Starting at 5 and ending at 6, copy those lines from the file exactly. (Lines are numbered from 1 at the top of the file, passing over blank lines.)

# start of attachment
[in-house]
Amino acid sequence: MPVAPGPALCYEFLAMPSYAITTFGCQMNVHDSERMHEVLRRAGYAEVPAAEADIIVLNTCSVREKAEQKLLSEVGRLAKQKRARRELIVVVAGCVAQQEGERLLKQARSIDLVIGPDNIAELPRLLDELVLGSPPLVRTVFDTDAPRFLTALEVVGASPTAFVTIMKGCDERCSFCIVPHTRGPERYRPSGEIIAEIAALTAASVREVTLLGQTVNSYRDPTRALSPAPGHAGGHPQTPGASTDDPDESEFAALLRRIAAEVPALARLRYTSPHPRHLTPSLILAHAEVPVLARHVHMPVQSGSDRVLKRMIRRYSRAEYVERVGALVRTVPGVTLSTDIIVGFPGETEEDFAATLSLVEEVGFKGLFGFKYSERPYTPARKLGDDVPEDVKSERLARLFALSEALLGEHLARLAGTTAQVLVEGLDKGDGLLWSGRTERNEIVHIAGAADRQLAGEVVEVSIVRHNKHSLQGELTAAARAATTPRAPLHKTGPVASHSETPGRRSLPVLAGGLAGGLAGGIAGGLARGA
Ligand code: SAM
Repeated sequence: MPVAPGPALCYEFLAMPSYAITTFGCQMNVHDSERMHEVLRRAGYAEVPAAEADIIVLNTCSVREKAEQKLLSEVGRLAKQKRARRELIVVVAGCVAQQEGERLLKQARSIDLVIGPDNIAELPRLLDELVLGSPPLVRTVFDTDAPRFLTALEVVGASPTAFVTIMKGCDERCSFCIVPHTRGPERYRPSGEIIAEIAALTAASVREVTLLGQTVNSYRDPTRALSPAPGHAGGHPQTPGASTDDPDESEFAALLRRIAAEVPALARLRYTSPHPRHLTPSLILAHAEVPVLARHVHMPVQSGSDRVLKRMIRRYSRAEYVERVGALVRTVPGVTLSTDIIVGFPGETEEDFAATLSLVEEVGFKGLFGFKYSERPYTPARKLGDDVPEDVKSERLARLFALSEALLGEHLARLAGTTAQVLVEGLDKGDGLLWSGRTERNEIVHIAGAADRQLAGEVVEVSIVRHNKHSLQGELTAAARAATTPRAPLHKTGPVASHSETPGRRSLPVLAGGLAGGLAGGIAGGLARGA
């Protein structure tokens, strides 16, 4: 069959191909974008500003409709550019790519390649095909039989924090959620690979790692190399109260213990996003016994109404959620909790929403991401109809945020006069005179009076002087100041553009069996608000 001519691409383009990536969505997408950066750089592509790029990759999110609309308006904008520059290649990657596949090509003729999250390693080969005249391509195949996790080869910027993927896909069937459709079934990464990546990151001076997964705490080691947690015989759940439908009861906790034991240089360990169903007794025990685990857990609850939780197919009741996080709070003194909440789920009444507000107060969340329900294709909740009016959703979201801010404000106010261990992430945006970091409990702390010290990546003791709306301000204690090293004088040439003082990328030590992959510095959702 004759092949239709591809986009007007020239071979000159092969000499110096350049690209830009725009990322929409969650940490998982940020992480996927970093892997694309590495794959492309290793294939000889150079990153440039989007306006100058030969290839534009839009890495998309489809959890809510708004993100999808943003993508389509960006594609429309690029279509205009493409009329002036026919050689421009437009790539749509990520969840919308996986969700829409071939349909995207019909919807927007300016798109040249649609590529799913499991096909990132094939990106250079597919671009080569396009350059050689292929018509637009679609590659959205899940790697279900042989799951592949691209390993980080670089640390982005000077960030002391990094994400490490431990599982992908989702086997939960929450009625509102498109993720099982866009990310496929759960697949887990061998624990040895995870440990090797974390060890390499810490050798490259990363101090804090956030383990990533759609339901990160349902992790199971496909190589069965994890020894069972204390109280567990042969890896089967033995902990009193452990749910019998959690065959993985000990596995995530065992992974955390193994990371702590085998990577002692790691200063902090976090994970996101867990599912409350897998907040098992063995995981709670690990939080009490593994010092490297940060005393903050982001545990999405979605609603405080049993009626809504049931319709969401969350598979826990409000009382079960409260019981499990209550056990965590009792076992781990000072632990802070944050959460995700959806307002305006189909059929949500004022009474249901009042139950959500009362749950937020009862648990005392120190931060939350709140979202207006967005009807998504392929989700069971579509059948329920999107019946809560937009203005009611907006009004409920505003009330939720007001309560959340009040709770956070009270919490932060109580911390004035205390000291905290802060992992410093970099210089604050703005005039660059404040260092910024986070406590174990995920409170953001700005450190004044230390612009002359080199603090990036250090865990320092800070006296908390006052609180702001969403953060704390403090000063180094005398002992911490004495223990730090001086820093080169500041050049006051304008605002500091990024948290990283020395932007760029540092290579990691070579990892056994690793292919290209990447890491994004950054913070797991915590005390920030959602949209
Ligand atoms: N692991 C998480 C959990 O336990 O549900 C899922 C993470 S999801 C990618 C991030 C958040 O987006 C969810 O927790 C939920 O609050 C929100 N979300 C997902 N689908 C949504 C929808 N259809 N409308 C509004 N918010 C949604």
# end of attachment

């Protein structure tokens, strides 16, 4: 069959191909974008500003409709550019790519390649095909039989924090959620690979790692190399109260213990996003016994109404959620909790929403991401109809945020006069005179009076002087100041553009069996608000 001519691409383009990536969505997408950066750089592509790029990759999110609309308006904008520059290649990657596949090509003729999250390693080969005249391509195949996790080869910027993927896909069937459709079934990464990546990151001076997964705490080691947690015989759940439908009861906790034991240089360990169903007794025990685990857990609850939780197919009741996080709070003194909440789920009444507000107060969340329900294709909740009016959703979201801010404000106010261990992430945006970091409990702390010290990546003791709306301000204690090293004088040439003082990328030590992959510095959702 004759092949239709591809986009007007020239071979000159092969000499110096350049690209830009725009990322929409969650940490998982940020992480996927970093892997694309590495794959492309290793294939000889150079990153440039989007306006100058030969290839534009839009890495998309489809959890809510708004993100999808943003993508389509960006594609429309690029279509205009493409009329002036026919050689421009437009790539749509990520969840919308996986969700829409071939349909995207019909919807927007300016798109040249649609590529799913499991096909990132094939990106250079597919671009080569396009350059050689292929018509637009679609590659959205899940790697279900042989799951592949691209390993980080670089640390982005000077960030002391990094994400490490431990599982992908989702086997939960929450009625509102498109993720099982866009990310496929759960697949887990061998624990040895995870440990090797974390060890390499810490050798490259990363101090804090956030383990990533759609339901990160349902992790199971496909190589069965994890020894069972204390109280567990042969890896089967033995902990009193452990749910019998959690065959993985000990596995995530065992992974955390193994990371702590085998990577002692790691200063902090976090994970996101867990599912409350897998907040098992063995995981709670690990939080009490593994010092490297940060005393903050982001545990999405979605609603405080049993009626809504049931319709969401969350598979826990409000009382079960409260019981499990209550056990965590009792076992781990000072632990802070944050959460995700959806307002305006189909059929949500004022009474249901009042139950959500009362749950937020009862648990005392120190931060939350709140979202207006967005009807998504392929989700069971579509059948329920999107019946809560937009203005009611907006009004409920505003009330939720007001309560959340009040709770956070009270919490932060109580911390004035205390000291905290802060992992410093970099210089604050703005005039660059404040260092910024986070406590174990995920409170953001700005450190004044230390612009002359080199603090990036250090865990320092800070006296908390006052609180702001969403953060704390403090000063180094005398002992911490004495223990730090001086820093080169500041050049006051304008605002500091990024948290990283020395932007760029540092290579990691070579990892056994690793292919290209990447890491994004950054913070797991915590005390920030959602949209
Ligand atoms: N692991 C998480 C959990 O336990 O549900 C899922 C993470 S999801 C990618 C991030 C958040 O987006 C969810 O927790 C939920 O609050 C929100 N979300 C997902 N689908 C949504 C929808 N259809 N409308 C509004 N918010 C949604």